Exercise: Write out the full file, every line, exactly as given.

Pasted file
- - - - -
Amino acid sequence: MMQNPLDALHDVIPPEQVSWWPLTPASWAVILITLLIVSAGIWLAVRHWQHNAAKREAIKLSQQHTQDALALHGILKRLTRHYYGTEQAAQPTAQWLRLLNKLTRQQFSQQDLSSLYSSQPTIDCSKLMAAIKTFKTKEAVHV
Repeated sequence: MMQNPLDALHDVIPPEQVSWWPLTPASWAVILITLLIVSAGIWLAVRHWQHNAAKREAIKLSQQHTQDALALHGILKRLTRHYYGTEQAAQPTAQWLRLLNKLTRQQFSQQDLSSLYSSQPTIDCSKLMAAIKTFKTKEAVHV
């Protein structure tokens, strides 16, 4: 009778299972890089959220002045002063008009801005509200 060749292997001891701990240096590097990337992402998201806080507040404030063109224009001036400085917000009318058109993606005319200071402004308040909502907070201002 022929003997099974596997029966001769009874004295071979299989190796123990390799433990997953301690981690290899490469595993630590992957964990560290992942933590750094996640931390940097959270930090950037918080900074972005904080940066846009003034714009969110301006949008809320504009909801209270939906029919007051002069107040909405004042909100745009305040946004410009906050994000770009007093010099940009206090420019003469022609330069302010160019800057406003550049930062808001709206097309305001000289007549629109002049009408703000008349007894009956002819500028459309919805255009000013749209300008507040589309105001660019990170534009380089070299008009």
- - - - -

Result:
Amino acid sequence: MMQNPLDALHDVIPPEQVSWWPLTPASWAVILITLLIVSAGIWLAVRHWQHNAAKREAIKLSQQHTQDALALHGILKRLTRHYYGTEQAAQPTAQWLRLLNKLTRQQFSQQDLSSLYSSQPTIDCSKLMAAIKTFKTKEAVHV
Repeated sequence: MMQNPLDALHDVIPPEQVSWWPLTPASWAVILITLLIVSAGIWLAVRHWQHNAAKREAIKLSQQHTQDALALHGILKRLTRHYYGTEQAAQPTAQWLRLLNKLTRQQFSQQDLSSLYSSQPTIDCSKLMAAIKTFKTKEAVHV
């Protein structure tokens, strides 16, 4: 009778299972890089959220002045002063008009801005509200 060749292997001891701990240096590097990337992402998201806080507040404030063109224009001036400085917000009318058109993606005319200071402004308040909502907070201002 022929003997099974596997029966001769009874004295071979299989190796123990390799433990997953301690981690290899490469595993630590992957964990560290992942933590750094996640931390940097959270930090950037918080900074972005904080940066846009003034714009969110301006949008809320504009909801209270939906029919007051002069107040909405004042909100745009305040946004410009906050994000770009007093010099940009206090420019003469022609330069302010160019800057406003550049930062808001709206097309305001000289007549629109002049009408703000008349007894009956002819500028459309919805255009000013749209300008507040589309105001660019990170534009380089070299008009």